Amoxicillin-clavulanic acid prescriptions at the Greater Paris University Hospitals (AP-HP).

Amoxicillin-clavulanic acid prescriptions at the Greater Paris University Hospitals (AP-HP).

Med Mal Infect. 2016 Oct 17;:

Authors: Fusier I, Parent de Curzon O, Touratier S, Escaut L, Lafaurie M, Fournier S, Sinègre M, Lechat P, Vittecoq D, Anti-Infective Drug Committee (COMAI) of the public hospital system of the city of Paris (AP–HP)

Abstract
OBJECTIVE: We aimed to document amoxicillin-clavulanic acid prescription to improve the proper use of antibiotics in hospital settings. We used three criteria: quality of medical charts, adequacy of indications, and adequacy of treatment duration.
METHOD: This study was designed as a one-day point prevalence survey carried out by antibiotic lead specialists.
RESULTS: We included 387 prescriptions from 32 hospitals. Immunodeficiency was recorded as a risk factor in 30% of patients. Computerized prescriptions were observed in 79% of cases. The indication was mentioned in 73% of cases and a 48/78-hour re-assessment of the antibiotic therapy was performed in 54% of cases. The antibiotic indication was primarily for pneumonia and was deemed appropriate in 75% of patients. Adult mean treatment duration was 11.1 days. Use of dual combination therapy and/or treatment duration exceeding two weeks accounted for the main reasons for an inappropriate use of antibiotics. Prescriptions recorded as having been made by senior physicians were of the shortest treatment duration (P=0.0163).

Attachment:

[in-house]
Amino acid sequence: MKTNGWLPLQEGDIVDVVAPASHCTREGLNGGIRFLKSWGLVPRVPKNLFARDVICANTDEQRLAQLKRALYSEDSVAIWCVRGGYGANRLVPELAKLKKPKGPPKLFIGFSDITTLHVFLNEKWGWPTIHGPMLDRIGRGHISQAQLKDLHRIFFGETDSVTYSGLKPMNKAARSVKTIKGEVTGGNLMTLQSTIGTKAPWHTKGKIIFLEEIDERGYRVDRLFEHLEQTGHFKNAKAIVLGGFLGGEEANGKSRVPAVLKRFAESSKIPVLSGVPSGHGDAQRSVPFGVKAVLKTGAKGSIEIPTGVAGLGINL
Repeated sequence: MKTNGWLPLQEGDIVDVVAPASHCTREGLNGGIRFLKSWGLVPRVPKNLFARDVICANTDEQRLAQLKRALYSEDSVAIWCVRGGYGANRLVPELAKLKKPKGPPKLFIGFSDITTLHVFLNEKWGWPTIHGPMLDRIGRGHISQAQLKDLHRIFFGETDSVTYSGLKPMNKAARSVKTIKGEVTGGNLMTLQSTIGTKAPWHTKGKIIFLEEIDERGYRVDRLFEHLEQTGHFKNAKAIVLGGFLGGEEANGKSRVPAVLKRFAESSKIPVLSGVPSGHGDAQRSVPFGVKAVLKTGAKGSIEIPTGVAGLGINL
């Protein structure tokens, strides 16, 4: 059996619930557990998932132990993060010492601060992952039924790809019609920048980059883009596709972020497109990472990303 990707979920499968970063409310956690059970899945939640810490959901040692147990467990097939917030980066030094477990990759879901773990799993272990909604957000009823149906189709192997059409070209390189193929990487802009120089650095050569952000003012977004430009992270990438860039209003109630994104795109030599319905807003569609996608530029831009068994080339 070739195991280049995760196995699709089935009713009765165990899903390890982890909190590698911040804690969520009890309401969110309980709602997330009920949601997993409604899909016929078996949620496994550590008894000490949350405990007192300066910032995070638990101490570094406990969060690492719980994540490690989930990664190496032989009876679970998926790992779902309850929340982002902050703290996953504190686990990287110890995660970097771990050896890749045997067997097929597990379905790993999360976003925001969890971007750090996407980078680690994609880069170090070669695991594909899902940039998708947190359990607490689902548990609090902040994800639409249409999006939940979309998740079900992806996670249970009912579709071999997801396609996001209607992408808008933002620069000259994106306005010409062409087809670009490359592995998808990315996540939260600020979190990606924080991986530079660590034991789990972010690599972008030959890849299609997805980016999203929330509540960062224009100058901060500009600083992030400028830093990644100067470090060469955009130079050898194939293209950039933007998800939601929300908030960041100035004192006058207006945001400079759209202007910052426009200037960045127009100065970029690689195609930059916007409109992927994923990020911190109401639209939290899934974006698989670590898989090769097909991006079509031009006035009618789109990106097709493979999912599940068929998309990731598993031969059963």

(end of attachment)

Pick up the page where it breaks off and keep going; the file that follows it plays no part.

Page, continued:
CONCLUSION: Medical charts should be better filled in. Reinforcing the role of senior physicians in supervising antibiotic prescriptions is likely to result in a better control of treatment duration and ultimately in a reduced antibiotic consumption. By reinforcing the collaboration between pharmacists and antibiotic lead specialists, the improvement of computerized prescriptions at hospital level should help better detect the "at risk" prescriptions, namely those exceeding seven days or those combining antibiotics.

PMID: 27765474 [PubMed - as supplied by publisher]